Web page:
If you are the key decision maker when it comes to the financial matters in your family, this is also a good time to ensure that your survivors are well-equipped to take over in your absence. Being unprepared to properly manage the investment needs of the estate can lead to indecision or poor decisions that result in lost investment opportunity, reduced growth, and even losses for beneficiaries. In addition, this is a great opportunity to include your Janney Financial Advisor in the conversation, so that everyone is properly prepared.

Emotional benefits. Beyond the purely financial benefits of such a conversation, the emotional benefits for the family can be broad-reaching. Through an open dialogue, you may find other members of your family becoming more empowered and involved in the family financials. You’ll help everyone develop a common sense of family values, which can help you develop a long-lasting family legacy. And you’ll likely find that other family members, including parents, children, other relatives, and loved ones, will take the initiative to develop their own responsible financial and estate plans as a result of the open communication.

3. How do I get started planning the conversation?

Despite all of the benefits, however, a family conversation may still be difficult to get started. Here are a few suggestions that may help you bring everyone together.

  • First, be sincere about making this an open conversation. While letting everyone know of your wishes is a key element in the conversation, it should also be an opportunity for the rest of the family to express their hopes, fears, and concerns. The outcome of this conversation should be an estate plan that everyone has had an opportunity to understand, and for which they’ve all had a chance to provide their personal input.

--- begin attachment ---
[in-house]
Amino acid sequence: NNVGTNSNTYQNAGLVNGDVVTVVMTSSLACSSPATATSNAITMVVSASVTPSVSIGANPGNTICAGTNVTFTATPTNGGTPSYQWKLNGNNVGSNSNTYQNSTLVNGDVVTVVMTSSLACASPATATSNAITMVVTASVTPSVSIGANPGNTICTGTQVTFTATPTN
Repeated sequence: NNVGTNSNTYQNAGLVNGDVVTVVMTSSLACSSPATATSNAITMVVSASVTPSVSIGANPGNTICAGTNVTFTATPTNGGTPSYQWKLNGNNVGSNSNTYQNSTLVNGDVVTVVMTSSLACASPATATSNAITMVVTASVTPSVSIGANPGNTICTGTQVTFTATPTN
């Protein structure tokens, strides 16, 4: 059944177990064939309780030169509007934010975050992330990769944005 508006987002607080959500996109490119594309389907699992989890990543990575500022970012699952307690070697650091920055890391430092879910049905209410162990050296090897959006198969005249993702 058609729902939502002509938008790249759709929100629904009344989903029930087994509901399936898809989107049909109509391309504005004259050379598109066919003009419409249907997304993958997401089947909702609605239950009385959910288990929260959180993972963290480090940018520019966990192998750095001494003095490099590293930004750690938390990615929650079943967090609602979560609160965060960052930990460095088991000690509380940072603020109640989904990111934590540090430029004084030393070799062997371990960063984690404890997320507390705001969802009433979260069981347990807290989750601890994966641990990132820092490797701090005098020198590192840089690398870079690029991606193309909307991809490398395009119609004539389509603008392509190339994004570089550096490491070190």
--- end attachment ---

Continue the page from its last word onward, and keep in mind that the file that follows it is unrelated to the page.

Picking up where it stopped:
• Second, pick a time and place of relative calm to focus on the conversation. Avoid major holiday gatherings or family events, and consider selecting a neutral location where everyone can meet.

4. How can my Janney Financial Advisor help?

To help you prepare and get the most out of your family conversation, we suggest you meet with your Janney Financial Advisor prior to meeting with your family. Your advisor can:

  • Provide you with our Estate Organizer planning tool, to help you gather and organize your financial and estate information.
  • Review information about your current beneficiaries, powers of attorney, and account registration.